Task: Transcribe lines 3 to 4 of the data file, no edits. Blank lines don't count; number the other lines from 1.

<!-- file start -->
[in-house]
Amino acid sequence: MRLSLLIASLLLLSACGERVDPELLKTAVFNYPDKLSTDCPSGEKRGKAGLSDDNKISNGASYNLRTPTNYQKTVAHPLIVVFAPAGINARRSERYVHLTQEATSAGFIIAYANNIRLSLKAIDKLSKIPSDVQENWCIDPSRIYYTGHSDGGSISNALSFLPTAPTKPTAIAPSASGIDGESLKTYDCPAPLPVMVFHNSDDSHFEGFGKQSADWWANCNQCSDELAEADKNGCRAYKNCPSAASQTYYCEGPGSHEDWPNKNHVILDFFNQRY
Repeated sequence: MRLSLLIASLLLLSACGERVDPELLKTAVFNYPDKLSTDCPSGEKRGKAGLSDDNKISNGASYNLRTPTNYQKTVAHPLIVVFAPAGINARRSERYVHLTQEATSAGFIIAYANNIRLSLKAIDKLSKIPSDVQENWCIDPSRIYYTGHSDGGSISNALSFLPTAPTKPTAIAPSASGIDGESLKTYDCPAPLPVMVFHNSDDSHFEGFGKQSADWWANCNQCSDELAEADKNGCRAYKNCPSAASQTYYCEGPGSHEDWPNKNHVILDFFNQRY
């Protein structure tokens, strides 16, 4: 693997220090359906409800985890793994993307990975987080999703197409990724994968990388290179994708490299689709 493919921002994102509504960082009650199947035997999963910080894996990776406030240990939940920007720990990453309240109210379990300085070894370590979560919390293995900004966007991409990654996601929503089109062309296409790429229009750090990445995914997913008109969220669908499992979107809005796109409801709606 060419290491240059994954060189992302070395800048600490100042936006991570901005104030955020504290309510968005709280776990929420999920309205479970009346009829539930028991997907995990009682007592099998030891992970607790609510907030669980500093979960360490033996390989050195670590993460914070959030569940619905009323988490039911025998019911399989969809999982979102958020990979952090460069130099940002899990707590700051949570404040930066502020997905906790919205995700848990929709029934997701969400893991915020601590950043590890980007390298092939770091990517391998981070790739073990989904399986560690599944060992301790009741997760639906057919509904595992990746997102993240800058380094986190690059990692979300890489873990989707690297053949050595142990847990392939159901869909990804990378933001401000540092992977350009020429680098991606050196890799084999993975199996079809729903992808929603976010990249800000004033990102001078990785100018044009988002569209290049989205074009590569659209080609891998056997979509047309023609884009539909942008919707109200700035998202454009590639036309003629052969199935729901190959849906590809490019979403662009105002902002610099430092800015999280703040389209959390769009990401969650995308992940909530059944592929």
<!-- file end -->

Repeated sequence: MRLSLLIASLLLLSACGERVDPELLKTAVFNYPDKLSTDCPSGEKRGKAGLSDDNKISNGASYNLRTPTNYQKTVAHPLIVVFAPAGINARRSERYVHLTQEATSAGFIIAYANNIRLSLKAIDKLSKIPSDVQENWCIDPSRIYYTGHSDGGSISNALSFLPTAPTKPTAIAPSASGIDGESLKTYDCPAPLPVMVFHNSDDSHFEGFGKQSADWWANCNQCSDELAEADKNGCRAYKNCPSAASQTYYCEGPGSHEDWPNKNHVILDFFNQRY
């Protein structure tokens, strides 16, 4: 693997220090359906409800985890793994993307990975987080999703197409990724994968990388290179994708490299689709 493919921002994102509504960082009650199947035997999963910080894996990776406030240990939940920007720990990453309240109210379990300085070894370590979560919390293995900004966007991409990654996601929503089109062309296409790429229009750090990445995914997913008109969220669908499992979107809005796109409801709606 060419290491240059994954060189992302070395800048600490100042936006991570901005104030955020504290309510968005709280776990929420999920309205479970009346009829539930028991997907995990009682007592099998030891992970607790609510907030669980500093979960360490033996390989050195670590993460914070959030569940619905009323988490039911025998019911399989969809999982979102958020990979952090460069130099940002899990707590700051949570404040930066502020997905906790919205995700848990929709029934997701969400893991915020601590950043590890980007390298092939770091990517391998981070790739073990989904399986560690599944060992301790009741997760639906057919509904595992990746997102993240800058380094986190690059990692979300890489873990989707690297053949050595142990847990392939159901869909990804990378933001401000540092992977350009020429680098991606050196890799084999993975199996079809729903992808929603976010990249800000004033990102001078990785100018044009988002569209290049989205074009590569659209080609891998056997979509047309023609884009539909942008919707109200700035998202454009590639036309003629052969199935729901190959849906590809490019979403662009105002902002610099430092800015999280703040389209959390769009990401969650995308992940909530059944592929």